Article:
President Donald Trump issued a sweeping executive order Tuesday banning the military’s use of diversity training programs that suggest that the United States is "an irredeemably racist and sexist country."
The move is an extension of a prior ban that applied to government workers; the latest order would also block the agencies from paying for "divisive" training programs supplied by federal contractors.
Trump said his order is aimed at combating a "pernicious" ideology taking root in the U.S. that "some people, simply on account of their race or sex, are oppressors; and that racial and sexual identities are more important than our common status as human beings and Americans."
"Unfortunately, this malign ideology is now migrating from the fringes of American society and threatens to infect core institutions of our country," he said in the order.
However, nothing in the order should be construed as prohibiting discussion of what he called "divisive concepts," so long as the discussion is conducted "in an objective manner and without endorsement," Trump said.
The order also directs the DoD and other agencies to assign "at least one senior political appointee responsibility for ensuring compliance with the requirements of this order."
In Twitter posts Tuesday night, Trump wrote, "A few weeks ago, I BANNED efforts to indoctrinate government employees with divisive and harmful sex and race-based ideologies. Today, I've expanded that ban to people and companies that do business with our Country."
He added, "Americans should be taught to take PRIDE in our Great Country, and if you don't, there's nothing in it for you."
The service branches had already begun assessing their diversity training programs following Trump's Sept. 4 executive order and guidance issued by the White House Office of Management and Budget.
The guidance from OMB Director Russell Vought warned that training programs supplied by federal contractors could be smoke screens meant to indoctrinate those participating "to believe divisive, anti-American propaganda."
Defense Secretary Mark Esper and several service leaders have recently stressed the importance of discussing diversity issues in the wake of the death in Minneapolis of George Floyd, a Black man who died in police custody in May.
Floyd's death prompted nationwide protests and spurred an internal review at the Defense Department to improve diversity and inclusion.
"I believe we are a more capable Marine Corps as a more diverse force," Berger said Wednesday during the annual Modern Day Marine exposition.
"It's not about being politically correct," he added, but about having "diversity of thought" to outsmart the enemy.
"I'm not talking about a particular skin color; I'm talking about a diverse force," Berger said. "I am absolutely convinced [that] too much similarity, too much of 'we look all the same, think the same, got the same background,' we're going to get killed because we're going to end up with solutions that we're all familiar with, but they're easy to counter."
Since Floyd's death, military leaders have been open in addressing the need to combat discrimination in the ranks and their concerns over minority troops having to serve at bases and posts named for Confederate generals.
At a July 9 House Armed Services Committee hearing, Joint Chiefs Chairman Gen. Mark Milley said he worried about "those young soldiers who go onto a base, a Fort Hood [Texas] or a Fort Bragg [North Carolina] or a Fort Wherever, named after a Confederate general."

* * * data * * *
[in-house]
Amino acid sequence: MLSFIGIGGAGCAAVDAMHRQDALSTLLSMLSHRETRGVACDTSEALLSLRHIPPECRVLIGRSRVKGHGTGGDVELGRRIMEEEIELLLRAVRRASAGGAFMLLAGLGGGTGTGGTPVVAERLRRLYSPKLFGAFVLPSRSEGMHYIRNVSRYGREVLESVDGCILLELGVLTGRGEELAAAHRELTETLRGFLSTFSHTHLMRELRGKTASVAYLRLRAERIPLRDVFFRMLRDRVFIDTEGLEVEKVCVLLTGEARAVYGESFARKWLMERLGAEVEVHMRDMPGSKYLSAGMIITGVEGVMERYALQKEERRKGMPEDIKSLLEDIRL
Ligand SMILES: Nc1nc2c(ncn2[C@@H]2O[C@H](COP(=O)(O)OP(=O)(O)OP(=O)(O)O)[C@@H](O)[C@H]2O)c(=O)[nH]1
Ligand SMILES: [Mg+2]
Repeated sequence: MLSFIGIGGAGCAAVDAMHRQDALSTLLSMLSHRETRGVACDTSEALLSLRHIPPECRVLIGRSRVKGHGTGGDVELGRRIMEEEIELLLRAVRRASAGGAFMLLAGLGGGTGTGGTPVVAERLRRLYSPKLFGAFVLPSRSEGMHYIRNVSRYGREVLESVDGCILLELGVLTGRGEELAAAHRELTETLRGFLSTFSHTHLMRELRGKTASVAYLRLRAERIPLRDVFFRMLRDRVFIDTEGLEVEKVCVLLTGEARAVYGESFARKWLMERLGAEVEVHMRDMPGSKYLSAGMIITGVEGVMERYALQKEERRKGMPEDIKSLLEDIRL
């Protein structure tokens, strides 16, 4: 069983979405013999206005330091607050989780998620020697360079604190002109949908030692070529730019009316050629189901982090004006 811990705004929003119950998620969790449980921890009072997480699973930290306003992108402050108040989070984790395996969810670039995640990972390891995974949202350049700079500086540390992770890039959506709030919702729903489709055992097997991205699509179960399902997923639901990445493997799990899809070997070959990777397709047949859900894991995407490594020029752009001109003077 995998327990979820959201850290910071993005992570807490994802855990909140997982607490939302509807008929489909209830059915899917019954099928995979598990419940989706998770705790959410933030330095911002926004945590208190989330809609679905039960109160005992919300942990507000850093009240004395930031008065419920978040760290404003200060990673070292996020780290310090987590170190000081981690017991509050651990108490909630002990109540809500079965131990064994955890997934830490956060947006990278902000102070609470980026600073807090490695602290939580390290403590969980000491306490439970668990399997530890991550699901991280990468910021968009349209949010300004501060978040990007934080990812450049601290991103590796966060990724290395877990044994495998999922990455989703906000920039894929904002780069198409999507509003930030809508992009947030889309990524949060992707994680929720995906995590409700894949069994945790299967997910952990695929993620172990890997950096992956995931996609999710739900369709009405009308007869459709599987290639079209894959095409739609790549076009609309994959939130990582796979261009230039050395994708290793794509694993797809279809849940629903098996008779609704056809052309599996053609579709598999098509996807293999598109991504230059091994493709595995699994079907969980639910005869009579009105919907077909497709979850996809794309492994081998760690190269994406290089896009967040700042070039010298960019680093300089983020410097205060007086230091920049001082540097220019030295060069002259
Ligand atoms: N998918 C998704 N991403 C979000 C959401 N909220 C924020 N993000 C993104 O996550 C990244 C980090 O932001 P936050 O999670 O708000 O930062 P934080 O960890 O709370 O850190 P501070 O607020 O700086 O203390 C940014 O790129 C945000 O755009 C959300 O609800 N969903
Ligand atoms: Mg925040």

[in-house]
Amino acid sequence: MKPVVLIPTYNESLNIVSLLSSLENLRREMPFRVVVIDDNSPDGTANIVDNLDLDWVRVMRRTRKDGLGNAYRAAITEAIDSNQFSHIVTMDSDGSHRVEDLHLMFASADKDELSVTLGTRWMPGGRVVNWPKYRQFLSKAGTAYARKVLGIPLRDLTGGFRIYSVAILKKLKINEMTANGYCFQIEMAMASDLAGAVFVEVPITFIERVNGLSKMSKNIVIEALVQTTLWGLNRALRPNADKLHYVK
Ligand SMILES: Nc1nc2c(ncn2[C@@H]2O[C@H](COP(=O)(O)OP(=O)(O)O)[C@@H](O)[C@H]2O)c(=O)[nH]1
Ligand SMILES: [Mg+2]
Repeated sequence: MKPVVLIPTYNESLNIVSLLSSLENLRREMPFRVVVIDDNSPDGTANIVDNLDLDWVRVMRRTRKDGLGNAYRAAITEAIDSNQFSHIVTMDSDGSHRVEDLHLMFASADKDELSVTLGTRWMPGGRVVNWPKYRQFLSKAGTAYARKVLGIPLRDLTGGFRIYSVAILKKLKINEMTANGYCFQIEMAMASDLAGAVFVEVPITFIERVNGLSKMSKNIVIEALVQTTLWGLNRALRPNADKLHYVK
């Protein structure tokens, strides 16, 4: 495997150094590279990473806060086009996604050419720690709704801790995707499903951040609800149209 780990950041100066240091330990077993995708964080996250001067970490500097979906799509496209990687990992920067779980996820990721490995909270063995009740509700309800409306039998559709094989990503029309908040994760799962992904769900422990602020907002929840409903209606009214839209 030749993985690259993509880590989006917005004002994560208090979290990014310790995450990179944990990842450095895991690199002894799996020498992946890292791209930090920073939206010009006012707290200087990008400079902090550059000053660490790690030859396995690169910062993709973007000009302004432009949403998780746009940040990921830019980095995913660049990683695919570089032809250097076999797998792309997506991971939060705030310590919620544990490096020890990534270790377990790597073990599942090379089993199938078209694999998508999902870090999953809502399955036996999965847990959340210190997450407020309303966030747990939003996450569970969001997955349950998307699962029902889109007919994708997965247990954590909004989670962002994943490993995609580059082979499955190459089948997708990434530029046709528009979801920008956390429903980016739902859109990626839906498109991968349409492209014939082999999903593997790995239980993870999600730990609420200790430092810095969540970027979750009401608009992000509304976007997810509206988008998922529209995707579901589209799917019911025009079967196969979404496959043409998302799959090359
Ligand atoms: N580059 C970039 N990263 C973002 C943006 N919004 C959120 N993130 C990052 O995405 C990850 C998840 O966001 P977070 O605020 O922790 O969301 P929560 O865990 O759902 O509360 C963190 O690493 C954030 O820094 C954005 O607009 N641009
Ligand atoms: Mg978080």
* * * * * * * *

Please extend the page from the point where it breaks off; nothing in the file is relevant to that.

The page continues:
"They can be reminded that that general fought for an institution of slavery that may have enslaved one of their ancestors," he said. "I had a staff sergeant when I was a young officer [at Fort Bragg]. He said he went to work every day on a base that represented a guy who enslaved one of his ancestors."
The installation is named for Confederate Gen. Braxton Bragg.
Commanders have also been candid in noting their own shortcomings in facing up to the challenges posed by discrimination.
At a June 11 town hall meeting at Camp Humphreys in South Korea, Army Gen. Robert Abrams, commander of U.S. Forces Korea, said he was "strongly affected by what happened back in the States" after George Floyd's death. "I feel personally a lot of anger and disgust and concern about what's happened."
In his 38 years in the Army, Abrams said that the issue of racism "has been considered taboo to discuss," but the time has now come for candid dialogues.
"If you look like me," meaning a white officer, "now is the time to listen," he said. "I've tried real hard to be part of the solution."
But he added that he had realized "I had fallen way short" in the effort to eliminate racism in the ranks.
In June, Army Chief of Staff Gen. James McConville and Army Secretary Ryan McCarthy launched "Project Inclusion," described in an Army statement as an effort to build "cohesive teams" and "identify practices that inadvertently discriminate."
However, the Army stumbled in one of its first efforts to implement the project.
In emails sent July 6 to promote a town hall meeting on diversity at Redstone Arsenal in Alabama, the Army listed Trump's "Make America Great Again" slogan as a possible indicator of covert white supremacist sympathies.
"Convert white supremacy [sic]" could be indicated by such phrases as "Make America Great Again;" "Eurocentric Curriculum;" "English-Only Initiatives;" "Bootstrap Theory;" and "All Lives Matter," according to the flier.
The Army later said that it was sent in error and inadvertently included material from a non-government website.
"The Army does not condone the use of phrases that indicate political support," the service's statement said. "The Army is and will continue to remain an apolitical organization."
-- Richard Sisk can be reached at Richard.Sisk@Military.com.